October 2007, during the time of year when the water was most likely to be
report on the study findings and an implementation plan to address the
issues contributing to human causes of high water temperature was completed and
submitted to the Environmental Protection Agency for their review and approval
on July 17, 2013. EPA approved the report on November 5, 2013.
(Excluding the North Fork Palouse River – see see North Fork Palouse River Fecal Coliform Bacteria)
A study, initiated in 2007, examined the levels and distribution of fecal coliform bacteria throughout the
watershed. Fecal coliform bacteria come from the intestinal tracts of humans and warm-blooded animals. It can indicate the presence of human and animal waste
which may carry disease-causing organisms. The Palouse River and Rebel Flat Creek are impaired by fecal coliform bacteria. This study ran from May 2007-May
2008 and a report and implementation plan outlining actions to reduce bacteria were published in December 2010. EPA reviewed the report and approved it March 2011.
Note: The portion of the Palouse River from the Idaho border to Colfax (also known as the North Fork Palouse River) was addressed under the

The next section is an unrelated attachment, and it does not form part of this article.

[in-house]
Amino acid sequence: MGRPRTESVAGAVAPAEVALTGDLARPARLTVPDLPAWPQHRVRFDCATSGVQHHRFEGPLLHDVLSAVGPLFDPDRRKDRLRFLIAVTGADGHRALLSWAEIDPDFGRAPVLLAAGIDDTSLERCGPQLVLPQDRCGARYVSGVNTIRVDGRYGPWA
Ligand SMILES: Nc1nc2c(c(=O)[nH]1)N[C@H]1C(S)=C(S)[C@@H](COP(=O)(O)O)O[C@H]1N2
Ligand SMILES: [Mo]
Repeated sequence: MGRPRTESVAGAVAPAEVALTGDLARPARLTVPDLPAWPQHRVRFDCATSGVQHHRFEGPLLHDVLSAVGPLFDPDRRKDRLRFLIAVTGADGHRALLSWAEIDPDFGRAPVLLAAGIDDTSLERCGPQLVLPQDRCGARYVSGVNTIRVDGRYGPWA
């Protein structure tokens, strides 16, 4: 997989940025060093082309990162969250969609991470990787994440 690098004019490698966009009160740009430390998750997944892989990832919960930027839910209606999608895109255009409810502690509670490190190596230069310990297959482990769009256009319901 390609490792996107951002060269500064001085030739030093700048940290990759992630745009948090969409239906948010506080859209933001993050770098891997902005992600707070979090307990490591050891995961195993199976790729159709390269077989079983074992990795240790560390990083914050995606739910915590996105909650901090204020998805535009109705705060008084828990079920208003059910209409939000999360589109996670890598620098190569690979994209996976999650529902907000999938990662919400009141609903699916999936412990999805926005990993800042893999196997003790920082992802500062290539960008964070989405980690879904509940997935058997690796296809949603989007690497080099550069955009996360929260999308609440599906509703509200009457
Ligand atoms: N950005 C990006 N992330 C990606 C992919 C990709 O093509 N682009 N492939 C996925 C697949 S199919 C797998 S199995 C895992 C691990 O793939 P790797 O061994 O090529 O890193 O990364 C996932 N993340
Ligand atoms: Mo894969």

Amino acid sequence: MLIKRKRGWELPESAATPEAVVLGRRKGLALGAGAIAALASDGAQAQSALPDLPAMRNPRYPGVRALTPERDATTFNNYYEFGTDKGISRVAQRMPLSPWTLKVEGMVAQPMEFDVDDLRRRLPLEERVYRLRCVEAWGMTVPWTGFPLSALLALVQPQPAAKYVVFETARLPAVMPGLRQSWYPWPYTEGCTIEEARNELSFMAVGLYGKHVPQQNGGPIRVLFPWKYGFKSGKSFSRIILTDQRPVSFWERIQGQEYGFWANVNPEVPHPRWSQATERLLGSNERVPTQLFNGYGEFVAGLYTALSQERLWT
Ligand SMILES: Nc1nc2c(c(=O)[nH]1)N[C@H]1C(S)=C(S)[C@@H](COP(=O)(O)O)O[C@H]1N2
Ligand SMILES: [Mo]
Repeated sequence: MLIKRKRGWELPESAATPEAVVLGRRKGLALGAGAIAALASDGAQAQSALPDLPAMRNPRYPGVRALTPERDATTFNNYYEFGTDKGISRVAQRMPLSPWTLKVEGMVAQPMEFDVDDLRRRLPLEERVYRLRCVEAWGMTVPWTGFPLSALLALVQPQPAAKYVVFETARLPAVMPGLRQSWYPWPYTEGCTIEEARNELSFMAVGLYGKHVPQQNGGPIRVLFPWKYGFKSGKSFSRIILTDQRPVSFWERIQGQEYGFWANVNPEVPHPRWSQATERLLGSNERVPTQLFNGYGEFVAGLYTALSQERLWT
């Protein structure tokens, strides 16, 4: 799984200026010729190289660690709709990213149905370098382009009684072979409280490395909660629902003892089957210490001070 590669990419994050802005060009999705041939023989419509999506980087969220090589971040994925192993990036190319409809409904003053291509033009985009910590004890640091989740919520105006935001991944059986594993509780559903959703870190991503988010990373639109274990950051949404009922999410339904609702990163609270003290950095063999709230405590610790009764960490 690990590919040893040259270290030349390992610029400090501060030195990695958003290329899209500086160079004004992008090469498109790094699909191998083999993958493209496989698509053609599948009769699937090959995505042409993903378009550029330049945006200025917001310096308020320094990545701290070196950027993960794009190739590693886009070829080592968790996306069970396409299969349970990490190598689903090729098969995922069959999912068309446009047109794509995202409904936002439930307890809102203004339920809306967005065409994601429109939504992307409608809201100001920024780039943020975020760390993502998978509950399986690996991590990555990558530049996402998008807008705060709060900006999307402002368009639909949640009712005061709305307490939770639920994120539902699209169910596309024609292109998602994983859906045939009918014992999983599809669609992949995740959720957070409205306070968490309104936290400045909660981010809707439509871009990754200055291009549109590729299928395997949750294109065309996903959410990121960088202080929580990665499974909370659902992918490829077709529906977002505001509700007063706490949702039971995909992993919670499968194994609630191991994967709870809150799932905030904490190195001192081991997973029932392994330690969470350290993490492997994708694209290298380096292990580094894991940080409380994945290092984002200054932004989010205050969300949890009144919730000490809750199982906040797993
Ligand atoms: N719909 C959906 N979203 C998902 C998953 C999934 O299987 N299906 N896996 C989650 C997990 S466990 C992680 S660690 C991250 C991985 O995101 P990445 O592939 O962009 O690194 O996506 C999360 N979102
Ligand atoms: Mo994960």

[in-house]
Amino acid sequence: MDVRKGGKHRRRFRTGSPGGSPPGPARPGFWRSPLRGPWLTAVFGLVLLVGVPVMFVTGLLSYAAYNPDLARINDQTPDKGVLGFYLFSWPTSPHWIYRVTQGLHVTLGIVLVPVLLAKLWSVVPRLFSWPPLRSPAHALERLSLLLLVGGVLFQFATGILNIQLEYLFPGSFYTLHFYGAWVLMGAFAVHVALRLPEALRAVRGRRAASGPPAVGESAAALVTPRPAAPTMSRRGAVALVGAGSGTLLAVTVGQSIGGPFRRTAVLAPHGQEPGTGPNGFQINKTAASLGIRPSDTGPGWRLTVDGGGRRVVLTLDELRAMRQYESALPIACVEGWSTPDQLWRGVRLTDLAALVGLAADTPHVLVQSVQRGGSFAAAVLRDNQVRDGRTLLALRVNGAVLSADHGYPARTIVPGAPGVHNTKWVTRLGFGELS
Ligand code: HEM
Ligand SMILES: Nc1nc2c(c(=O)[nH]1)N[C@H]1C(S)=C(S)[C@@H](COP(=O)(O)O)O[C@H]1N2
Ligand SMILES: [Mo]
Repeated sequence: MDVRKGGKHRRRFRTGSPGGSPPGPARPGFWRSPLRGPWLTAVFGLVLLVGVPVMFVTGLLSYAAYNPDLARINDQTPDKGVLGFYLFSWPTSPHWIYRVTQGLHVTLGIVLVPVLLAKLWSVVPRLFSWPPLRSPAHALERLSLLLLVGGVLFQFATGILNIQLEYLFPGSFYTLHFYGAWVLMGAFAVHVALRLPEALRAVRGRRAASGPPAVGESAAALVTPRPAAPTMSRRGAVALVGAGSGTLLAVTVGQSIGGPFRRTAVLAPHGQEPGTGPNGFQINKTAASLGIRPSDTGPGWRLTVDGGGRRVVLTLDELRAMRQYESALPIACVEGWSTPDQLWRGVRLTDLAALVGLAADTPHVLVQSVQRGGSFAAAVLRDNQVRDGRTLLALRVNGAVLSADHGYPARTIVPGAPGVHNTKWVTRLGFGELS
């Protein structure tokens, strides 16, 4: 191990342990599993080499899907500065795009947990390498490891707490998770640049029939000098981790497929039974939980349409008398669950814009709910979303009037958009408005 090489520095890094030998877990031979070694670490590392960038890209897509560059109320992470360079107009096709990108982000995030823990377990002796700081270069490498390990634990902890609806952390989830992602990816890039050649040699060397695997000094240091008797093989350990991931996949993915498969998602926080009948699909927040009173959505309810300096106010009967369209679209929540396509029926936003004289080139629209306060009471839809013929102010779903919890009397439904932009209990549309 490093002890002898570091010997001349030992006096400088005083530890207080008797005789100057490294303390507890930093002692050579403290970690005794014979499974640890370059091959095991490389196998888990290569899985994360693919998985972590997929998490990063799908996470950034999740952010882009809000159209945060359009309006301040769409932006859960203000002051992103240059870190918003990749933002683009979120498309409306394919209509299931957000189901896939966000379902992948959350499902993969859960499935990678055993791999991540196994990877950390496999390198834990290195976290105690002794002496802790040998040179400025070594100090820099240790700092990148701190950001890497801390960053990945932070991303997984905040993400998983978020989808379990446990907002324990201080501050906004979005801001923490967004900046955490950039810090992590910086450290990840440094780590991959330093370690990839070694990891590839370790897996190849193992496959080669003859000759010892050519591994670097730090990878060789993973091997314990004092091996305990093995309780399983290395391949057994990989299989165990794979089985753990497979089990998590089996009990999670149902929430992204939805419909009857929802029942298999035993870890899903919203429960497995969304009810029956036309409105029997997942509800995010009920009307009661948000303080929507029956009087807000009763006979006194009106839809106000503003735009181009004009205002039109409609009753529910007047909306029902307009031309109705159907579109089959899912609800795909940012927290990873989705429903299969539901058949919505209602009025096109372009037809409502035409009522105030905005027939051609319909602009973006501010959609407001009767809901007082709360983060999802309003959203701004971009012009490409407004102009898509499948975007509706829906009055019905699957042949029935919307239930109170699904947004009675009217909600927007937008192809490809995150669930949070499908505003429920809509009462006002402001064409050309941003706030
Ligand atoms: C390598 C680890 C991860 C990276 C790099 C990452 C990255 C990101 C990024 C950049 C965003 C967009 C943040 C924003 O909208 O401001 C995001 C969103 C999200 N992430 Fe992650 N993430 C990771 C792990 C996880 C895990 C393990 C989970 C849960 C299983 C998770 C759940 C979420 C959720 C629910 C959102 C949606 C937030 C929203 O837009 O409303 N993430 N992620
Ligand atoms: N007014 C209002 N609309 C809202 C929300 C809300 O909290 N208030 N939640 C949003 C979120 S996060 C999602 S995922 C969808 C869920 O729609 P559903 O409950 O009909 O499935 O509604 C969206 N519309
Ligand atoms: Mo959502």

North Fork Palouse River Bacteria TMDL.
Previous studies found high levels of historical pesticides and PCBs in Palouse River fish. So, in May 2005 Ecology began the first study to examine
several toxins in the Palouse River. A TMDL report
detailing how the Palouse River will achieve water quality standards for PCBs
and dieldrin (the only chlorinated pesticides still above standards) was
completed and submitted to the Environmental Protection Agency (EPA). EPA
approved the TMDL on November 9, 2007.
The first project initiated in the Palouse Watershed was the development of a
plan to address fecal coliform bacteria in the North Fork Palouse River. This
effort was lead by the Palouse Conservation District (PCD). The PCD provided
their monitoring data and implementation plan to the Department of Ecology to
develop into a TMDL to comply with the Clean Water Act.
Cow Creek is also listed as impaired for dissolved oxygen, fecal
coliform bacteria, and temperature. An evaluation of the on-going implementation activities on
Cow Creek determined that these activities should address these water quality problems.
Therefore, these impairment listings have been reclassified as
category 4b (addressed by a
pollution control plan) on Washington's Water Quality Assessment.
Pleasant Valley Creek is listed as impaired for fecal coliform
bacteria and pH. This stream is outside the scope of this project and
will be addressed at a later date.
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WRIA: #34 (Palouse)
Rebel Flat Creek
Fecal coliform bacteria
# of TMDLs:
DO and pH - 28
Fecal Coliform - 3
Temperature - 2
Toxins - 4
Toxins - TMDL approved by EPA, has implementation plan.
Fecal coliform - TMDL approved by EPA, has implementation plan.
Temperature - TMDL approved by EPA, has implementation plan.
Dissolved Oxygen and pH - TMDL approved by EPA, has implementation plan.
Department of Ecology
4601 N Monroe Street
Spokane, WA 99205-1295